Tuesday, January 27, 2009

Forward Thinking Contrarians Take Note, an Improvement is Overdue, Market Bounce Predicted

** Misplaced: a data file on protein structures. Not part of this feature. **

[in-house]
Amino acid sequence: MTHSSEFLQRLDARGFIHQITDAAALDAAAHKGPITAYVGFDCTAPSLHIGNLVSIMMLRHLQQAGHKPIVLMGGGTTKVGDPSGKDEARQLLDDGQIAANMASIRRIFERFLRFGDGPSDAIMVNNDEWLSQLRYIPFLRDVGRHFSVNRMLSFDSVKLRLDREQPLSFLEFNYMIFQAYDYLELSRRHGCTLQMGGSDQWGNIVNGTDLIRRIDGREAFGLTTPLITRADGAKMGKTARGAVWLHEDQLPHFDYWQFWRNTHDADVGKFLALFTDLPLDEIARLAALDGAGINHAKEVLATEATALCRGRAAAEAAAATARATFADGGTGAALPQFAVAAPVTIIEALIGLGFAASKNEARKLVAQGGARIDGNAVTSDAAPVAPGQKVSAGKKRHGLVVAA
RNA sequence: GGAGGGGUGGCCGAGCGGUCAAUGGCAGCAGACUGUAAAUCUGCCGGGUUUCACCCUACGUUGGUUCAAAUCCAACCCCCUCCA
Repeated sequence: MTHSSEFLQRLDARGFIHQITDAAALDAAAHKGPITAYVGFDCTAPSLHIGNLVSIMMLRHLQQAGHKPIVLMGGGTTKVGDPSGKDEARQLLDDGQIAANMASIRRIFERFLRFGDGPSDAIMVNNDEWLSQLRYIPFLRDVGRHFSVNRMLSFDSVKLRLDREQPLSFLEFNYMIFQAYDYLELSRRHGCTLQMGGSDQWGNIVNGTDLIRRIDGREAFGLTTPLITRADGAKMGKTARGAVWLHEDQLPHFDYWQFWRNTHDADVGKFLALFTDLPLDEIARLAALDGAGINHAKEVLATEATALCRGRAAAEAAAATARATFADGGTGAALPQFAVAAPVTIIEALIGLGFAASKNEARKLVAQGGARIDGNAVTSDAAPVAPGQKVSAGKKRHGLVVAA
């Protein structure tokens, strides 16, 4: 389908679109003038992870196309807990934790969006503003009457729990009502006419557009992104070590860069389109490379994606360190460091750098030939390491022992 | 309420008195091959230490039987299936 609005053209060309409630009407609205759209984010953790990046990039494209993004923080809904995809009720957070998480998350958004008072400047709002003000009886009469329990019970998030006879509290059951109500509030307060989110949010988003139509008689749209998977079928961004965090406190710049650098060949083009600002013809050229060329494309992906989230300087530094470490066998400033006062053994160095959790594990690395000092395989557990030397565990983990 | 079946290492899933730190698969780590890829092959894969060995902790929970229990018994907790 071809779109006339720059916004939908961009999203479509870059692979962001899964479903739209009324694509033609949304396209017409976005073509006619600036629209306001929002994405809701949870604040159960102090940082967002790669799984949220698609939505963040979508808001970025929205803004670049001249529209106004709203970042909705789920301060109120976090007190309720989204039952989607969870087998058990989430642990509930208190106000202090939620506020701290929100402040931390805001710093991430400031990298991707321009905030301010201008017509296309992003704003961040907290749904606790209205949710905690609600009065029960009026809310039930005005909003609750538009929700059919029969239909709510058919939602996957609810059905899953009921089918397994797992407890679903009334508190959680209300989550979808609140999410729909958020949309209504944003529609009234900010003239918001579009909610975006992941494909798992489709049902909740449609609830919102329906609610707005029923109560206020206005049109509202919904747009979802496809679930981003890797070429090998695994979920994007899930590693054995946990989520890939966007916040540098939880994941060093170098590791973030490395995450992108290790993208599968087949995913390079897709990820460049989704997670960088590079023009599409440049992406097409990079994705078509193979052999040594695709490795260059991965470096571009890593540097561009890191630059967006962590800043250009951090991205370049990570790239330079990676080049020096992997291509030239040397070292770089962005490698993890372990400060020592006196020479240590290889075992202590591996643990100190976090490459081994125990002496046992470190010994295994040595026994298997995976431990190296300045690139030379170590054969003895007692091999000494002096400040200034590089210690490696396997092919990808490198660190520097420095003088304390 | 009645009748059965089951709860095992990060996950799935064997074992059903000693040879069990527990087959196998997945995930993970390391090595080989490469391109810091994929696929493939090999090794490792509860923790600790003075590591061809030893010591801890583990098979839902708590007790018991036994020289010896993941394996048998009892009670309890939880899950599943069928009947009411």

NEW YORK (Dow Jones)--The perilous state of the U.S. economy sent U.S. consumer confidence levels to fresh depths in January. - The Conference Board reported Tuesday its January consumer confidence index fell to a historic low for the survey, at a reading of 37.7, from the revised 38.6 seen in December. Economists had expected a modest rebound, and had predicted the January index would come in at 39.0. - "It appears consumers have begun the New Year with the same degree of pessimism that they exhibited in the final months of 2008," said Lynn Franco, who leads the private research group's Consumer Research Center. "Consumers remain quite pessimistic about the state of the economy and about their earnings," she said, adding, "we can't say that the worst of times are behind us." - Consumer confidence measures are not terribly influential to Federal Reserve officials, who are meeting this week to deliberate on monetary policy in a gathering that's expected to bring no change from the central bank's current stance. - But even so, the funk consumers have been mired in is indicative of the economy's broader problems. - Rising unemployment, unending troubles on Wall Street, falling home prices, and a government response to the crisis that's been halting and thus far unclear in its impact, have all weighed on the nation's economic psyche. Worries are driving consumers to cut back on all sorts of spending, which in turn is deepening the recession and complicating efforts to engineer a recovery. - Steve Wood of Insight Economics noted that "confidence remains deeply mired in recessionary territory, resulting in big declines in real consumer spending." - The Conference Board found little that was positive in its survey of households. The present situation index for January fell to 29.9 from December's revised 30.2, while the expectations index declined to 43.0, from the prior month's 44.2. - In the report, consumers became more downbeat about the state of the economy, with those calling business conditions as bad rising to 47.9% of the survey from 45.8% in December, while those calling conditions "good" came in at 6.4%, from 7.7% the month before. - The Conference Board found a slightly more upbeat view on hiring, with those calling jobs "hard to get" moving down to 41.1% of respondents, from 41.5% in December. Those who deemed jobs as "plentiful" were 7.2% of the survey, from 6.5% who had that view a month ago. - The Conference Board's findings are based on a mail-in survey of 5,000 households. The cut off for responses was Jan. 21. - Some economists noted the report's findings about consumers' future plans for car purchases suggest better days may lie ahead for the very troubled auto sector. Abiel Reinhart of JPMorgan Chase told clients the Conference Board report and other data "provide some hope that vehicle sales could stabilize or improve in the months ahead." -By Michael S. Derby, Dow Jones Newswires; 201-938-4192; michael.derby@dowjones.com Click here to go to Dow Jones NewsPlus, a web front page of today's most important business and market news, analysis and commentary: http://www.djnewsplus.com/access/al?rnd=hZAZzwOP9uNFDVPLYpnI%2FA%3D%3D. You can use this link on the day this article is published and the following day. (END) Dow Jones Newswires January 27, 2009 11:44 ET (16:44 GMT) Copyright (c) 2009 Dow Jones & Company, Inc.- - 11 44 AM EST 01-27-09

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